Claressa Shields opens up about people doubting her boxing talent to Seventeen magazine.
This past February, I was at the U.S. Olympic team trials in Spokane, Washington, competing for a spot on the first-ever women's boxing team. I don't usually get nervous, but this time I couldn't help myself. My opponent, a former national champion who is nine years older than I am, was shoving me and talking trash right to my face. During the final round's last few seconds, I was breathing so heavy, it hurt my throat. But I kept fighting-and won! I was even named Most Outstanding Boxer! No one thought I could win-probably because it's so hard to think of being the best at anything where I'm from.
On the sidelines
Growing up in Flint, Michigan, I saw so many kids from my school end up in jail or unemployed, and gangs would hang out and cause trouble in my neighborhood. I had to learn how to protect myself, because it didn't feel like anyone else was protecting me. My parents split up-my dad had to serve jail time, and my mom was busy with my younger sister and brother. And in grade school, people bullied me because I was taller than the other girls. I felt put off to the side.
My dad would tell me stories about when he was an underground fighter. One day when I was 11, he told me he wished he had a son who could have been a real boxer. I thought, Why a son? I knew how to fight, so why couldn't I box?
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I couldn't get that thought out of my head, so the next day, I went to a local boxing gym with my friend from school to shadow him while he trained. As the coach showed us the different jabs and punches, something in me clicked. I felt like he was invested in me. I was hooked! I came in the next day and asked if I could start training with the young guys at the gym. The coach told me sure... with my parents' permission. I thought it would be a definite yes. But when I asked, my dad said no! "Boxing is a man's sport," he said. I couldn't believe he was serious. I refused to accept his answer. For days, I didn't stop talking about how much I wanted to do it, and eventually he agreed to let me go back to the gym. But he figured I would get beat up and quit. Little did he know, I'd do just the opposite.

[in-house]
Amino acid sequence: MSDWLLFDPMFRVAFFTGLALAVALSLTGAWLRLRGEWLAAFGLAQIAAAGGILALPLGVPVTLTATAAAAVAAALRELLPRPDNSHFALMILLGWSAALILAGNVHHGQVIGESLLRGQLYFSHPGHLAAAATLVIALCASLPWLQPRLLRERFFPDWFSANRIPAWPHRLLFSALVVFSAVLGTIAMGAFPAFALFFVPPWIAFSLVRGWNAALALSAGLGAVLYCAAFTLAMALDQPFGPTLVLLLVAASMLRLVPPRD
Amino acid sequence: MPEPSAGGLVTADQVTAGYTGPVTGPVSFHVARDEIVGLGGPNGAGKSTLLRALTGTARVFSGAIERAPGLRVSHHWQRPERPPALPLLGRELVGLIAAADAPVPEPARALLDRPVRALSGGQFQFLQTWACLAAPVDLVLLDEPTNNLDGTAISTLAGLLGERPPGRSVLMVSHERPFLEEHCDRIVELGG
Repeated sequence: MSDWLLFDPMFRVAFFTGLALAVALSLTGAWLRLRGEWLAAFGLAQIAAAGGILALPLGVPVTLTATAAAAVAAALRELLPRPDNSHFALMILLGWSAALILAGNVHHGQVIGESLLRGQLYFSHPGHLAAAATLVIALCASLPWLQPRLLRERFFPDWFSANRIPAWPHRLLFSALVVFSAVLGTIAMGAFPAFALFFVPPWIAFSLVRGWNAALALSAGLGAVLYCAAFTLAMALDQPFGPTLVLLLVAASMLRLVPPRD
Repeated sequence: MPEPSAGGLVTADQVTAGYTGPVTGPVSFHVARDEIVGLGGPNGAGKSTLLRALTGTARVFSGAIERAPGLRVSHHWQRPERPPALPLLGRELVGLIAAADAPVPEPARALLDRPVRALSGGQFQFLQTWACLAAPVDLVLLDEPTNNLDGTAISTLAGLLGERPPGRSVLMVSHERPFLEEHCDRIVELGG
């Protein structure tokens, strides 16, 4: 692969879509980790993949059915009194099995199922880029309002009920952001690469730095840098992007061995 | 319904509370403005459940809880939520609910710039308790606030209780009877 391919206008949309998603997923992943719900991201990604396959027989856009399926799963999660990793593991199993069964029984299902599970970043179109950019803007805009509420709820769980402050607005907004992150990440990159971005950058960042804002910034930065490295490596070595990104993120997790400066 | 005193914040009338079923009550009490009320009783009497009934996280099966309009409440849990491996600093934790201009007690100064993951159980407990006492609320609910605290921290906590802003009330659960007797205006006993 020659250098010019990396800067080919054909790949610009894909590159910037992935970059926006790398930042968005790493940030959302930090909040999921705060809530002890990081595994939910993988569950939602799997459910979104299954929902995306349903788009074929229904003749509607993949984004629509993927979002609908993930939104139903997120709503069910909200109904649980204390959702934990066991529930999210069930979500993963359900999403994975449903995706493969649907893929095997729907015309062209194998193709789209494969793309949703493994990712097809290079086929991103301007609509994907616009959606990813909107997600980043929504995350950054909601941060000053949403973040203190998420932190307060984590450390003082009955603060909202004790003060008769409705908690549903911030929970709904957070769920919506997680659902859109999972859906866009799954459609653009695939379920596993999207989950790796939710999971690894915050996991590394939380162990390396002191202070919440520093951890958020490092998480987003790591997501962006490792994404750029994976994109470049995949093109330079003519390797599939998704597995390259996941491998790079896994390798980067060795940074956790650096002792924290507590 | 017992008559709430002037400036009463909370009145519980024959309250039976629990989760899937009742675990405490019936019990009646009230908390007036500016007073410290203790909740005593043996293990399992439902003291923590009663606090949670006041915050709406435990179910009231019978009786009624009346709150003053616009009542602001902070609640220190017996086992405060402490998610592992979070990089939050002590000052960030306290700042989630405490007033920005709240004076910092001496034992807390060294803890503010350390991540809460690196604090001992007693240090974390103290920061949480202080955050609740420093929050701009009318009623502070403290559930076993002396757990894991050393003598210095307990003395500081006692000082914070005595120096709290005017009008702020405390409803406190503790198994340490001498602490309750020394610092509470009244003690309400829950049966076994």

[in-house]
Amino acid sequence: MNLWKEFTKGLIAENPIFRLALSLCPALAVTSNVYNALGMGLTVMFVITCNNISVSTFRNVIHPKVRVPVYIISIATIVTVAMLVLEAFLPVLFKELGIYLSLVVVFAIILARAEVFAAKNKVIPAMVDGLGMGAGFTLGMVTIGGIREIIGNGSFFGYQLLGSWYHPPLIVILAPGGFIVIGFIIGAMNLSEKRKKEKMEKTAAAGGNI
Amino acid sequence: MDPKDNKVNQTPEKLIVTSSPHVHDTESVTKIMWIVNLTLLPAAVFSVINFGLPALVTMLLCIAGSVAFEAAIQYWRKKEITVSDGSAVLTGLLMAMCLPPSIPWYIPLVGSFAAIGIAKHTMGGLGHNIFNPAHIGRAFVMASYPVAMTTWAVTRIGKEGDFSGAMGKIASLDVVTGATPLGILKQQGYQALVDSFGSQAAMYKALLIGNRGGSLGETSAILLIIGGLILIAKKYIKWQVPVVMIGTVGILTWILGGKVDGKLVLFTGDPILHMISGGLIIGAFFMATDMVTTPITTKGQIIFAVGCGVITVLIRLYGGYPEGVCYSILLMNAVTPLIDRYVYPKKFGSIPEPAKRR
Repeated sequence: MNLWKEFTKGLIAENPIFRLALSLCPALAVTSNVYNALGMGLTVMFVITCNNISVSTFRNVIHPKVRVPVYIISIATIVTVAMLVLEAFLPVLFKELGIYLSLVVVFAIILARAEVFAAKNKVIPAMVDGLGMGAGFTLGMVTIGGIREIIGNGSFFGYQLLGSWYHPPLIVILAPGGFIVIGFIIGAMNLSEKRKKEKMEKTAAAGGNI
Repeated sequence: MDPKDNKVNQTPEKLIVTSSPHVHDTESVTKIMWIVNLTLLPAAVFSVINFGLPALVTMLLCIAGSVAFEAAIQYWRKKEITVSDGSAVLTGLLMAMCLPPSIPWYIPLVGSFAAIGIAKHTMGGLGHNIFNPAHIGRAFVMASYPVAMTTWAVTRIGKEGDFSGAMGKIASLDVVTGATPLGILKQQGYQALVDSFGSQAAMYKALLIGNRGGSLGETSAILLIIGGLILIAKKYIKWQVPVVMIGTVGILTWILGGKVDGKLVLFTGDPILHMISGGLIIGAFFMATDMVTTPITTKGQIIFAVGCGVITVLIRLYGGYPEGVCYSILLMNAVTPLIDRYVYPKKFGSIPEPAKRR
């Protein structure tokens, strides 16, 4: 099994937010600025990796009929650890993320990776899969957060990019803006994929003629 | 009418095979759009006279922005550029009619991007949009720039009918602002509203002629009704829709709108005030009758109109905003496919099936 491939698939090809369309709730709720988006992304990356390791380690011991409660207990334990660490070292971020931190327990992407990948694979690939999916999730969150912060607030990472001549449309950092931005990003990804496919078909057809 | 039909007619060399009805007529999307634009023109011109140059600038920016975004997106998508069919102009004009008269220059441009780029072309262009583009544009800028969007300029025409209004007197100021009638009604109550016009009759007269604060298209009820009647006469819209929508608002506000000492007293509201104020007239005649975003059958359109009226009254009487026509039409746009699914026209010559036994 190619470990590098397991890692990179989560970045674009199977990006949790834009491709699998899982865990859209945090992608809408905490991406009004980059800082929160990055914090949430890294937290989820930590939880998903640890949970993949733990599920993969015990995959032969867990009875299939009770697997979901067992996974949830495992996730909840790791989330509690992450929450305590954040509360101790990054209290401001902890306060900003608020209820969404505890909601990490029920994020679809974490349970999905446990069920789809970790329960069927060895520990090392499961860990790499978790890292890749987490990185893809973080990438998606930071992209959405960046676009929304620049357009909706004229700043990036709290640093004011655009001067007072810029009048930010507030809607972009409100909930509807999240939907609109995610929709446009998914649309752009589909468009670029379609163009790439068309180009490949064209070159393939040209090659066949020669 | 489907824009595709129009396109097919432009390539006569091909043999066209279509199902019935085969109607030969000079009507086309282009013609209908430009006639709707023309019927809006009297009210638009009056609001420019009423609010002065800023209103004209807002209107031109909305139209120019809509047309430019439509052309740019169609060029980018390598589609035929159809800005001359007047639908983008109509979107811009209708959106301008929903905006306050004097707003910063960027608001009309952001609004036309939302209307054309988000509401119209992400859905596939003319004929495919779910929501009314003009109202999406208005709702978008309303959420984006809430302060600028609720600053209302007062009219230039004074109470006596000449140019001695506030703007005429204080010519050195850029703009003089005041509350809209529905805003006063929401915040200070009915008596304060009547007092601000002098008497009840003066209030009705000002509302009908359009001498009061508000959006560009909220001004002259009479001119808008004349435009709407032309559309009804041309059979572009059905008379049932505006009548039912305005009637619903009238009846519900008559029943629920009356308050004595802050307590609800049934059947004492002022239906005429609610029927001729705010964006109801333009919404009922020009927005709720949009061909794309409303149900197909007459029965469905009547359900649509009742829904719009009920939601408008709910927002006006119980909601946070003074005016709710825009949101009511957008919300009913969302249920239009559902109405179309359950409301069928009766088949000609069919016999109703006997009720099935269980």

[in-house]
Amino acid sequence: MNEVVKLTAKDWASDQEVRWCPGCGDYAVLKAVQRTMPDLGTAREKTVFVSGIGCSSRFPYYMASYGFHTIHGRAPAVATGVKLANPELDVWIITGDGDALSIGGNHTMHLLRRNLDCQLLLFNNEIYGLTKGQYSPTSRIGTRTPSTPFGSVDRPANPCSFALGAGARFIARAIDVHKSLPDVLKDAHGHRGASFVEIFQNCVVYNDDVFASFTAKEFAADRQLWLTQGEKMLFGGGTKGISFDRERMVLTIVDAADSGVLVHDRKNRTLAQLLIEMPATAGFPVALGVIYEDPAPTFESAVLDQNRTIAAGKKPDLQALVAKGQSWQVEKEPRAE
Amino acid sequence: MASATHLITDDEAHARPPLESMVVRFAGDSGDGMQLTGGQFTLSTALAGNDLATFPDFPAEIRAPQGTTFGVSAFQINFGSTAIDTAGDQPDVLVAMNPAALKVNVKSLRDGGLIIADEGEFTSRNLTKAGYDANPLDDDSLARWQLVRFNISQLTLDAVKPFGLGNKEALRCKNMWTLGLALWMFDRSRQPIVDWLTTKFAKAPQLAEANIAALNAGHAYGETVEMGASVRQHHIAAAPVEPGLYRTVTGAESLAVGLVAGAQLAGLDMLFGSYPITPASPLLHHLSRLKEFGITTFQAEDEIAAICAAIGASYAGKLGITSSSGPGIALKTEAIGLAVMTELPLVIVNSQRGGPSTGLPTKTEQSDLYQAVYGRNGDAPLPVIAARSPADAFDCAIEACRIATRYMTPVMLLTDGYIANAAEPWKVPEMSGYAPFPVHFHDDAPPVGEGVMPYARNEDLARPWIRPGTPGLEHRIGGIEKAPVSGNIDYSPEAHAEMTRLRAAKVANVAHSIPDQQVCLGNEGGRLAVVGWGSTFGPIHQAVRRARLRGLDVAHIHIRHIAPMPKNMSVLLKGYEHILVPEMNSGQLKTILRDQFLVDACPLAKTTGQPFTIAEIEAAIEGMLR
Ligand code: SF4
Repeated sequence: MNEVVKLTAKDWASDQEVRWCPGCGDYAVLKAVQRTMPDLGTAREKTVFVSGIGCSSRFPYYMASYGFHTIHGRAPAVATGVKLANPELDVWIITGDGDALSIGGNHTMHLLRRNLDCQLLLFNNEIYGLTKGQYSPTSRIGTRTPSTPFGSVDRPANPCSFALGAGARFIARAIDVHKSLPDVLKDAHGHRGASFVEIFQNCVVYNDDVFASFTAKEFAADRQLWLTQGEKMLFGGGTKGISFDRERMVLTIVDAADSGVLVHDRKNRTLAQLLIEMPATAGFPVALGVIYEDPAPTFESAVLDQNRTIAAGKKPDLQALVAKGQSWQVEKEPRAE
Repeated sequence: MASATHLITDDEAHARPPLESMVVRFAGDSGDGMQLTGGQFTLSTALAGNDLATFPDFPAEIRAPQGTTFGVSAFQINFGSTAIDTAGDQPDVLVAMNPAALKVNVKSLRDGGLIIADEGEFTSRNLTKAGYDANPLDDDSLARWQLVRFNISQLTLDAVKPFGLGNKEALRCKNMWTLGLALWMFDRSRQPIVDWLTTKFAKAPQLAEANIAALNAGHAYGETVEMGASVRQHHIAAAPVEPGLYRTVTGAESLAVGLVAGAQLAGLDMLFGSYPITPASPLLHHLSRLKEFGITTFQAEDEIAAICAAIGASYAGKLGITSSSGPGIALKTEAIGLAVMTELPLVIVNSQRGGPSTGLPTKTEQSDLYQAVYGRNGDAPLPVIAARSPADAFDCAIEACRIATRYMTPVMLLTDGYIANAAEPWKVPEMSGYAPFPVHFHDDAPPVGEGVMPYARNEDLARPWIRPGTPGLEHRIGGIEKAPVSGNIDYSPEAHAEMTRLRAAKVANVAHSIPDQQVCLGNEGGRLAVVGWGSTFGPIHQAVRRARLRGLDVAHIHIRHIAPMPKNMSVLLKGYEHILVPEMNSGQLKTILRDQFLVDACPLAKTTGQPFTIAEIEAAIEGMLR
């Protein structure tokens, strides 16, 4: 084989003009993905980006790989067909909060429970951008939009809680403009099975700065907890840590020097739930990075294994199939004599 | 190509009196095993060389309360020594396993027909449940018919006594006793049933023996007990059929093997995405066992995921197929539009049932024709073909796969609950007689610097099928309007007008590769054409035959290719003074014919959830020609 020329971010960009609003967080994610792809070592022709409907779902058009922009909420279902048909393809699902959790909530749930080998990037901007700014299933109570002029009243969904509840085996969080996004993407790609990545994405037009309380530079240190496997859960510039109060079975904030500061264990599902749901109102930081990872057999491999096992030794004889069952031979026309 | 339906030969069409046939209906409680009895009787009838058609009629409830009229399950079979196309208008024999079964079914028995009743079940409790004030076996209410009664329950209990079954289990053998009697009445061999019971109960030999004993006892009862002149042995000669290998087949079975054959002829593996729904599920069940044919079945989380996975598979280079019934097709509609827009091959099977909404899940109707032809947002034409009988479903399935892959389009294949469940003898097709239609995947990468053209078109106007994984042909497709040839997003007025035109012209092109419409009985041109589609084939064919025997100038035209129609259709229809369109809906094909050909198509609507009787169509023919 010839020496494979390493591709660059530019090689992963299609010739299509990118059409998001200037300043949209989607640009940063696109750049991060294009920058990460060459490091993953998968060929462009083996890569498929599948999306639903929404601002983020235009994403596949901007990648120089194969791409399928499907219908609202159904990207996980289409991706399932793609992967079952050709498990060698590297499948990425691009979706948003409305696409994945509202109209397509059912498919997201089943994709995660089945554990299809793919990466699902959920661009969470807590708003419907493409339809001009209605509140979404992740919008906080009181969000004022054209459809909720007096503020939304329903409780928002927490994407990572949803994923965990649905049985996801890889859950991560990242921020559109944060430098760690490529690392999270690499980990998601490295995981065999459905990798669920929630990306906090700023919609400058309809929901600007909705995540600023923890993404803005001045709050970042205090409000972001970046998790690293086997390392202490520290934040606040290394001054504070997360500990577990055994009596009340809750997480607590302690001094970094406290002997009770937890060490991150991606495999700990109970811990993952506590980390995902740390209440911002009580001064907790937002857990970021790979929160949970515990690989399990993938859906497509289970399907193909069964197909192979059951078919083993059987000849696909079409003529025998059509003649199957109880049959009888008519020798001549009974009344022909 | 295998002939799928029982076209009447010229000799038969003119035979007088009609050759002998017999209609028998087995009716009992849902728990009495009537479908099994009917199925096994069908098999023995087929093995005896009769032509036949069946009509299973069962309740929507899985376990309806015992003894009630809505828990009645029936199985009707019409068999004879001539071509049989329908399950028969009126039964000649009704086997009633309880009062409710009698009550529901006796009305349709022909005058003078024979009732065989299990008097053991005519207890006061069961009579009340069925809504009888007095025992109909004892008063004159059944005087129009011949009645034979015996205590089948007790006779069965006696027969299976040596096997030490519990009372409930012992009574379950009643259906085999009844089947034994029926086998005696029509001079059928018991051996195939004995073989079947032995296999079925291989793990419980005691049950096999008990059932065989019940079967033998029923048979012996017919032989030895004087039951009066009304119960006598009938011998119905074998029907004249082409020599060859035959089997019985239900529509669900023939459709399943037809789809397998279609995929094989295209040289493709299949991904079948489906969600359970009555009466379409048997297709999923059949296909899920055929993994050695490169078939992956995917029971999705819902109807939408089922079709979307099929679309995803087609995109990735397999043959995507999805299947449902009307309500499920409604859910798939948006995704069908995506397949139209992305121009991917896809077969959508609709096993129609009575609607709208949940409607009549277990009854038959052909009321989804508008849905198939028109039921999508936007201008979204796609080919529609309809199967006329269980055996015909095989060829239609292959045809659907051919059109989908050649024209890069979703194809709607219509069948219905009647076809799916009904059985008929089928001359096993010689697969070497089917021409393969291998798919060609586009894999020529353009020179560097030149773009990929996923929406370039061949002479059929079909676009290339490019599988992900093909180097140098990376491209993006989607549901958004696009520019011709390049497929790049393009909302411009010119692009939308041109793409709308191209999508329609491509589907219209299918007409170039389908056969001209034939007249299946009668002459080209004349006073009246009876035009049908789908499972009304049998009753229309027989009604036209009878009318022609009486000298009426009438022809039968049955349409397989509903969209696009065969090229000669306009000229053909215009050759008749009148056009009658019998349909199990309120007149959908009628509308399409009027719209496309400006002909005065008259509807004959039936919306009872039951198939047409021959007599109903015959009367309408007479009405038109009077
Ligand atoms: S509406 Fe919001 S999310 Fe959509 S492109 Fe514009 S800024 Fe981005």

In the ring
The first punch I learned was the jab. Second, the cross punch; third, the hook-after that, all the combinations and how to move my head and feet. It took me just two months to be ready to get in the ring! There aren't many girls in boxing, so I'd spar with the boys close to my size. I'd hear the guys at the gym make jokes about me because I was a girl and say, "I can take her," or "I'll beat her, easy!" I was like, "Throw on some gloves and let's go."
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From my first fight, I loved being in the ring. I tune everything out-the lights, the smells, the noise-so I'm in this zone where I'm performing only for myself. It's like a lie detector for your skills. At the end of the match, you know who's number one.
I went to the gym every day after school, doing 21⁄2-mile warm-up runs, shadowboxing in the ring, or sparring with the guys. When I was 14, I found out that women would be allowed to box in the 2012 Olympics. Back then, I had a hard time expressing my feelings to people, so I would write in my journals to get stuff off my chest. That night, I remember writing in my diary, "My dream is to win an Olympic gold medal."
Soon after, all my hard work began to pay off: At 15 years old, I made it to the Junior Olympics. It was then that I realized that if I wanted something bad enough, I could make it happen. A year later, I fought in my first adult tournament. I asked myself, Do you really think you can face these women who have way more experience? Is this too big a goal for a girl like me? But when my opponent looked at me as if beating me was going to be a piece of cake, I thought, I am going to prove her wrong. All those matchups with the guys at the gym left some bruises, but they helped me develop really tough skin. And so when I was in the ring with a serious competitor, I gave that fight everything I had. She underestimated me, and I won!
When I went to China in May for The Women's World Boxing Championships (the international qualifying tournament for the Olympics) and earned a spot on the team, I was so close to my dream, I could taste it! I know I am the best, and I want a gold medal to prove it.
Now that I'm training for the Olympics, I don't have time for fear. I can't slack off, even though sometimes I feel like I'm missing out on parties or football games-normal stuff. But my friends- who say they'd never box-have been so supportive and always come out to cheer me on. Sometimes I wonder if things will ever work out with a guy because of my training schedule. But if he's really a good guy, he'll understand when I need to go to practice or go to bed early. The guys who just want to play games-I'm not missing out on them; they're missing out on me. I have to make sure I'm doing what I'm supposed to do to accomplish my goals.
I've been proving people wrong since my dad first told me that girls couldn't box, and I'm going to keep proving them wrong. I feel good about where I've gotten so far, but I don't want to stop-I know I'll only be happy with myself if I get that gold medal I first dreamed about when I was 14.
Claressa made history on August 9, 2012 as she won the first-ever gold medal in women's Olympic boxing!
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